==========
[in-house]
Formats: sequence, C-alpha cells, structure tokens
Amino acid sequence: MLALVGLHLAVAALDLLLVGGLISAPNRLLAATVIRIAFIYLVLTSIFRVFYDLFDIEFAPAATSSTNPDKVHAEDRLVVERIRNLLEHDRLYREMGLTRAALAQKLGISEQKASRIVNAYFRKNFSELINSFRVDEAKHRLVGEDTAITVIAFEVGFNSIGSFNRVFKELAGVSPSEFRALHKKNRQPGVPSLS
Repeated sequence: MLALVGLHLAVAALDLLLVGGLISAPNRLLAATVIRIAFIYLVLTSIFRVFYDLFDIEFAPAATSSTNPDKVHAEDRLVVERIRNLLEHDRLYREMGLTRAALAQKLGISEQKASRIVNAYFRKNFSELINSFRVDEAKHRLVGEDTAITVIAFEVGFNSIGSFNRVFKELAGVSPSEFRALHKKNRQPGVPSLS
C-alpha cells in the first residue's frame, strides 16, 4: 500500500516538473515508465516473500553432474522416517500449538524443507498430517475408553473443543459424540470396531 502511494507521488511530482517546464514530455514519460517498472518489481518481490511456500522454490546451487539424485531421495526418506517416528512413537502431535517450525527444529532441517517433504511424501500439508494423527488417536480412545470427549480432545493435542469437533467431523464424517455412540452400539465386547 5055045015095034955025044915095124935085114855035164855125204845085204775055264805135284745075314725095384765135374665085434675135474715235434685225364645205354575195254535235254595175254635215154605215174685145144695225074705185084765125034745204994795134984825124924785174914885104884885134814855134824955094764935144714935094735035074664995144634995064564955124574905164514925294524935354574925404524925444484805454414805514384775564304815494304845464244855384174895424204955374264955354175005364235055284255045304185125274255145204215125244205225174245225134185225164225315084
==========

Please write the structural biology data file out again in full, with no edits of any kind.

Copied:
[in-house]
Formats: sequence, C-alpha cells, structure tokens
Amino acid sequence: MLALVGLHLAVAALDLLLVGGLISAPNRLLAATVIRIAFIYLVLTSIFRVFYDLFDIEFAPAATSSTNPDKVHAEDRLVVERIRNLLEHDRLYREMGLTRAALAQKLGISEQKASRIVNAYFRKNFSELINSFRVDEAKHRLVGEDTAITVIAFEVGFNSIGSFNRVFKELAGVSPSEFRALHKKNRQPGVPSLS
Repeated sequence: MLALVGLHLAVAALDLLLVGGLISAPNRLLAATVIRIAFIYLVLTSIFRVFYDLFDIEFAPAATSSTNPDKVHAEDRLVVERIRNLLEHDRLYREMGLTRAALAQKLGISEQKASRIVNAYFRKNFSELINSFRVDEAKHRLVGEDTAITVIAFEVGFNSIGSFNRVFKELAGVSPSEFRALHKKNRQPGVPSLS
C-alpha cells in the first residue's frame, strides 16, 4: 500500500516538473515508465516473500553432474522416517500449538524443507498430517475408553473443543459424540470396531 502511494507521488511530482517546464514530455514519460517498472518489481518481490511456500522454490546451487539424485531421495526418506517416528512413537502431535517450525527444529532441517517433504511424501500439508494423527488417536480412545470427549480432545493435542469437533467431523464424517455412540452400539465386547 5055045015095034955025044915095124935085114855035164855125204845085204775055264805135284745075314725095384765135374665085434675135474715235434685225364645205354575195254535235254595175254635215154605215174685145144695225074705185084765125034745204994795134984825124924785174914885104884885134814855134824955094764935144714935094735035074664995144634995064564955124574905164514925294524935354574925404524925444484805454414805514384775564304815494304845464244855384174895424204955374264955354175005364235055284255045304185125274255145204215125244205225174245225134185225164225315084